Housing: assessing the market
An holistic approach to the housing shortage
18 July 2018
The Barker Review 2004 analysed the UK’s housing shortage and recommended measures to tackle it. Jan Ambrose asks why there is still a deficit and considers problems and possible solutions identified by RICS
In 2003, Kate Barker, a member of the Bank of England’s Monetary Policy Committee, was asked to review the UK housing market. She considered the reasons for the lack of supply and the market’s inability to respond, as well as the role of the housebuilding industry, its levels of competition, capacity, technology and finance. The Barker Review was published in March 2004.
What happened next?
There have been four UK general elections since the review was published – in 2005, 2010, 2015 and 2017. It wasn’t until 2010 that housing supply soared up the political agenda, with the major parties outdoing each other with unfulfilled promises to build huge numbers of houses each year. But as property professionals have pointed out, governments do not build houses, and given archaic planning systems and a major decline in the construction industry workforce, there is still a severe shortage of affordable homes.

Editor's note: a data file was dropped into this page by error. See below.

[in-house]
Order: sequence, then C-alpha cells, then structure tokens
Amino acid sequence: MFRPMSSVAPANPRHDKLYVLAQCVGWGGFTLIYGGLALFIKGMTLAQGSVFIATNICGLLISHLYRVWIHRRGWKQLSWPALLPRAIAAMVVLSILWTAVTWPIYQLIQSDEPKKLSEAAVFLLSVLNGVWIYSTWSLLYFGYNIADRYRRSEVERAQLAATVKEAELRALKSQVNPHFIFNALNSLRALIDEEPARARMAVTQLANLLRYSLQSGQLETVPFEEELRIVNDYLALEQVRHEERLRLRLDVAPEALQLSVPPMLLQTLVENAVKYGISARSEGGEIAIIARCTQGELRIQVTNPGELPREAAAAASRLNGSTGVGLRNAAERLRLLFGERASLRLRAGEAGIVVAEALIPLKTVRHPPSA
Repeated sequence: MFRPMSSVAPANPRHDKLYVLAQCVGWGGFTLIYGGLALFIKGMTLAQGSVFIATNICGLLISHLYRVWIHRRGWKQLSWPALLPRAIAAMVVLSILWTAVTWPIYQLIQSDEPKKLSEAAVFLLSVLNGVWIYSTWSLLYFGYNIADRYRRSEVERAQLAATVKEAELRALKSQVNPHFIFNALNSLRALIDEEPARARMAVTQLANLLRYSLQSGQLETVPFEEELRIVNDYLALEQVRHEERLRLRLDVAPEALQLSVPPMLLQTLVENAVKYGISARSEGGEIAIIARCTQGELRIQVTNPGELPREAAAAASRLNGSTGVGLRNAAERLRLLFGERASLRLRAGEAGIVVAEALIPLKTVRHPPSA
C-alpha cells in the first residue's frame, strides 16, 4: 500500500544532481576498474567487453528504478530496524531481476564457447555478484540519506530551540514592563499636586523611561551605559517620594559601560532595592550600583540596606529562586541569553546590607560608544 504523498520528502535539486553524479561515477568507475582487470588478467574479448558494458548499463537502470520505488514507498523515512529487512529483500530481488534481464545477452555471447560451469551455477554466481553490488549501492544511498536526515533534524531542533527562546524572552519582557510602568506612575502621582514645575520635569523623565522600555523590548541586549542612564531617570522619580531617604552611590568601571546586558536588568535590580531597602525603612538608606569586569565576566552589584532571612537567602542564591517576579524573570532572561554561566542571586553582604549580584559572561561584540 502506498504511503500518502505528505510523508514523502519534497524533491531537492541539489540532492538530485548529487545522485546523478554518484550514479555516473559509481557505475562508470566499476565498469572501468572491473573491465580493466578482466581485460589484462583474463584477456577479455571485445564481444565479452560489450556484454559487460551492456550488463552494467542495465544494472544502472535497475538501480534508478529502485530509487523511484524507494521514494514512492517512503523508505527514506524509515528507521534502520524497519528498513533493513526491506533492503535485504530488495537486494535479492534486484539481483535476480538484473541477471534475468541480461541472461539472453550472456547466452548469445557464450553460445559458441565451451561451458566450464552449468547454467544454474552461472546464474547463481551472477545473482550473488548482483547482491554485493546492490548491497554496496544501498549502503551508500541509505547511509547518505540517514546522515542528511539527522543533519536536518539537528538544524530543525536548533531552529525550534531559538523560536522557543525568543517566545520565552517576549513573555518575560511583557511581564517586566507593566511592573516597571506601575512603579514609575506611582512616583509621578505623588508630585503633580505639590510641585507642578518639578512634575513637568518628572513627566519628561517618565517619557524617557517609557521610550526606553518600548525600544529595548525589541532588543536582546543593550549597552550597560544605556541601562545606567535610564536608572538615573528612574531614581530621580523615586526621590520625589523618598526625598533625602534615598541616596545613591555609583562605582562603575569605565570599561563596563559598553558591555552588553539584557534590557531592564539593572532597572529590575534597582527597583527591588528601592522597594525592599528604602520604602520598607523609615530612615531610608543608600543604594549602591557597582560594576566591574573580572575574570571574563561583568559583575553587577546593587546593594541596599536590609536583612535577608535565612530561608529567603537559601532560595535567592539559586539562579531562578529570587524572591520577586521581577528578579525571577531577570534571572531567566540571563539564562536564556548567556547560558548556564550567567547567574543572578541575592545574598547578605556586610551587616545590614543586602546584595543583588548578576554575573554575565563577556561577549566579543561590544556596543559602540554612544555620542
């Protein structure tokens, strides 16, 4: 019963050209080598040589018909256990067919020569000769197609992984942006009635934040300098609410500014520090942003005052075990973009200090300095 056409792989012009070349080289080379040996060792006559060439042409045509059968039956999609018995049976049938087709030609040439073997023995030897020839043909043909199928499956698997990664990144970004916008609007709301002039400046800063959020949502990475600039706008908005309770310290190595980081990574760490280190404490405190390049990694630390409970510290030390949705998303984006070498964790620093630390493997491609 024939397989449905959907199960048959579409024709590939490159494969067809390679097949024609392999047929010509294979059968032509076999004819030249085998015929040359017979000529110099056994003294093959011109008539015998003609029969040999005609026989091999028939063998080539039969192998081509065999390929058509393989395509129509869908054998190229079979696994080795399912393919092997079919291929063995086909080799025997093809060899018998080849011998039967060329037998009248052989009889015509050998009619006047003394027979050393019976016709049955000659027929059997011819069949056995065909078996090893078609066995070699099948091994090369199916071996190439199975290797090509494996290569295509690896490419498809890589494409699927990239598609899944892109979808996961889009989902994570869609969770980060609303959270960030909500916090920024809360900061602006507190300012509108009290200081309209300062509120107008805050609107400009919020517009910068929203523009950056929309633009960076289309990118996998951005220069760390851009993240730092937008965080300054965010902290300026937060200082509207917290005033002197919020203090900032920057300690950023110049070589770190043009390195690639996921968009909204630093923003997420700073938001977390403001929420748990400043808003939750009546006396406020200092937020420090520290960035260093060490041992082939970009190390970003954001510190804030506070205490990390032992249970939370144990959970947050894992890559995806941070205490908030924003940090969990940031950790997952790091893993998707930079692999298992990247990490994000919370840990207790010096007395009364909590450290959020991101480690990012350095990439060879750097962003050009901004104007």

UK homeownership is at its lowest for 30 years, while those aged 16–34 are paying hefty rent rather than finding an enormous deposit and making eye-watering monthly mortgage repayments for the foreseeable future. The number of young adults staying at home with mum and dad is at an all-time high, and the UK population is ageing, with many over-55s choosing to remain in homes that are far too large for their needs.
What is RICS’ view?
In January 2018, RICS London Policy Manager Abdul Choudhury circulated a paper summarising issues affecting UK housing for discussion by RICS’ Housing Supply Group. This enables RICS’ External Affairs Team to identify problems and recommend solutions to the government based on input from members and the wider industry.
RICS is concerned that existing measures to address the housing deficit are too demand-driven. The residential paper aims to identify some viable supply-side policies that government could pursue.
Things have moved on since the Barker Review highlighted the UK’s housing shortage, but the same issues persist
It wants to address the problems across housing supply, renting and letting, re-use of existing property, construction skills and technology, rural, the devolved nations, and the ageing population. RICS believes that expanding supply across all tenures would mean building for the vulnerable and less well off, young professionals in Generation Rent, those in sparse lower-density rural areas and a growing elderly population.